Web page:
How the Joint Funding Scheme works: The details
HRCI members inviting applications
Once funding procedures and a timeline for the scheme have been agreed by the HRB and HRCI, HRCI member charities are permitted to invite applications from researchers. Many charities use social media, their websites and direct approaches to alert researchers to the call and HRCI also keeps an up-to-date open calls page.
Applications to the charities must be made using standard forms (with supporting documentation), which are typical of research call documents used by the HRB. The charities, receive the documentation via HRCI and share it with interested researchers. The individual charities select their own closing date for their research call, ensuring that this will leave them sufficient time to assess the applications through their internal processes and to undertake the peer review process.
The peer review process
Having ensured that any applications are in line with their research strategy or priorities, charities seek peer reviews by three international reviewers. They use experts in relevant research areas and ensure that these international reviewers have no conflicts of interest with the applicants or their research. The applicants are then given the right to reply to the peer reviews.
Following the peer review process, the participating charities use their own internal processes (e.g. research/medical/scientific committees) to assess the peer reviews, the applicant’s reply to the peer reviews and to make a final determination on which projects to submit to the HRB. See HRCI’s research governance guide for more info on peer review, conflicts of interest, research committees and charity research strategies.
Submission to the HRB
At the agreed deadline, the charities submit their chosen applications, and all associated documentation, to the HRB via an online portal. For each application they submit, they include an endorsement, detailing their reasoning for supporting that application. Each charity is entitled to submit the number of applications that they can afford to co-fund, up to a max of three, as well as a ‘plus one’ application. The plus one refers to the fact that charities may submit one more application than they can afford to fund. In this scenario, should all submitted applications be recommended for funding by the Panel, the lowest ranking application will not be funded.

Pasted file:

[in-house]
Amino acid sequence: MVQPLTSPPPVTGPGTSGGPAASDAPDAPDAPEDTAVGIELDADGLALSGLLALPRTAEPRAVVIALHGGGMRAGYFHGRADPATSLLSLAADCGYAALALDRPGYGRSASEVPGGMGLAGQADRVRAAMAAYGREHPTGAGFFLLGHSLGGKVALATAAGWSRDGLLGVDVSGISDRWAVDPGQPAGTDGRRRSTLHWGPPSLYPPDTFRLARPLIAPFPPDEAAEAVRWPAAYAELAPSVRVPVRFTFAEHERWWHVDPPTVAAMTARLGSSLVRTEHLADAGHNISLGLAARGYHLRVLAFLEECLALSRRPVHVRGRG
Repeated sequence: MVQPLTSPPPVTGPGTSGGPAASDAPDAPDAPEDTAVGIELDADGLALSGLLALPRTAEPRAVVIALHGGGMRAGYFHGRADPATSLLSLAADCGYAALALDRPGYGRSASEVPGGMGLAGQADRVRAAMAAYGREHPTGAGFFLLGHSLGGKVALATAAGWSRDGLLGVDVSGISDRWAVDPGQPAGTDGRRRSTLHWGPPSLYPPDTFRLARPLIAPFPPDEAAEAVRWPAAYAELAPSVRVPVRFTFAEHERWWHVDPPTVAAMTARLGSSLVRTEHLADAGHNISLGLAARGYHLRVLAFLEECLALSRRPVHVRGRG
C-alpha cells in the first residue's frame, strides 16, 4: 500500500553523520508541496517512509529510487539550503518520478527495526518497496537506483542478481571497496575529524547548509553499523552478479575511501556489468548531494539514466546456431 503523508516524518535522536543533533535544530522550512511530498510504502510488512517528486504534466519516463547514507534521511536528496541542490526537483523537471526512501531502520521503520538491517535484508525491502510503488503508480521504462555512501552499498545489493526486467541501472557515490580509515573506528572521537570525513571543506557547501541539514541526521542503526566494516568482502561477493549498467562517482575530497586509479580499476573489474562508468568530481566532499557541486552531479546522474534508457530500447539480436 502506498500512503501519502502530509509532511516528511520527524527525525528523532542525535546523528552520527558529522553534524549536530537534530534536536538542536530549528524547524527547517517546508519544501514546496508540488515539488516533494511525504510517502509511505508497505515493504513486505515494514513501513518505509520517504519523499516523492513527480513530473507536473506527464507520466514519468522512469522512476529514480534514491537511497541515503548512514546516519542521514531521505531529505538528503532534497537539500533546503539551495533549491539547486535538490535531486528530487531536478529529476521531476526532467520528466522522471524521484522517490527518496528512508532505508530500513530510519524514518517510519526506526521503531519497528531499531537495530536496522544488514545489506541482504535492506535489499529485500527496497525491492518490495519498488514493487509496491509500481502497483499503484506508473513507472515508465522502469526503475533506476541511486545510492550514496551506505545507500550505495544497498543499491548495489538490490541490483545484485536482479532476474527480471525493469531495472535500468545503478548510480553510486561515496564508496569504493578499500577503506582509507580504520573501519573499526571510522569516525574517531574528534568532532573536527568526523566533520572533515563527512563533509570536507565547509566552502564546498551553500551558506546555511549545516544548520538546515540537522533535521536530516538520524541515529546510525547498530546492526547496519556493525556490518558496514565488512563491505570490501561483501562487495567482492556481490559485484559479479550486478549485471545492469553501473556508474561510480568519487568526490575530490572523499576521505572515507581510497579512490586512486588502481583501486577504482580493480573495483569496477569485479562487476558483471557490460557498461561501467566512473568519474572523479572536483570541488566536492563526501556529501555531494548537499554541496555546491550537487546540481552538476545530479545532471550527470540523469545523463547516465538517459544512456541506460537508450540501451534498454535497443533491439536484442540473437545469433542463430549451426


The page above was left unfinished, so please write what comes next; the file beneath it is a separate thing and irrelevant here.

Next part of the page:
Assessment by Panel
The HRB, with input welcomed from HRCI members, appoint a panel of experts to review applications to the scheme. The panel is populated in response to the types of research in the applications and operates in a similar way to other HRB research funding panels. Applications are assessed by both scientific and PPI reviewers. One representative from each participating charity is invited to attend the panel meeting. See a short HRB video here on what happens at a funding panel.
Projects are ranked in order of priority for funding, with the top projects being recommended for funding until the money allocated to the scheme is used up. In some rounds, there is not enough funding for all highly ranked projects but, relative to other HRB schemes, the Joint Funding Scheme has a very high success rate. The recommendations of the Panel are then brought to the Board of HRB for approval.
Outcomes and contracts
Following HRB Board approval, participating charities are issued with outcome letters and applicant feedback for each of their submitted projects, which they then share with the applicants. For successful applications, contracts between the HRB, the charity(s), the host institution and the clinical institution (where applicable), are then issued, setting out the respective roles and responsibilities of the parties and governing the research project. The HRB terms and conditions govern the award but additional special conditions requested by the charity may also apply.
Funding and grant management
Funding, as agreed in the contract, is issued to the approved host institution annually. Successful charities pay their portion of the funding to the HRB annually. The HRB manages all successful grants but the successful charities receive all grant reports and may have included special conditions for the researchers, which they might have contact with the applicants on.
Participating charities: see our Frequently Asked Questions (FAQ) page
Research applicants: see our video overview of the scheme and what you need to know
More information can also be found on the HRB website
If you can’t find what you are looking for, contact the HRCI Research Support Officer, Dr Sarah Delaney: email@example.com / 01 479 3234.
As charities announce calls (see open calls here), interested researchers should contact the designated contact point at the respective charity.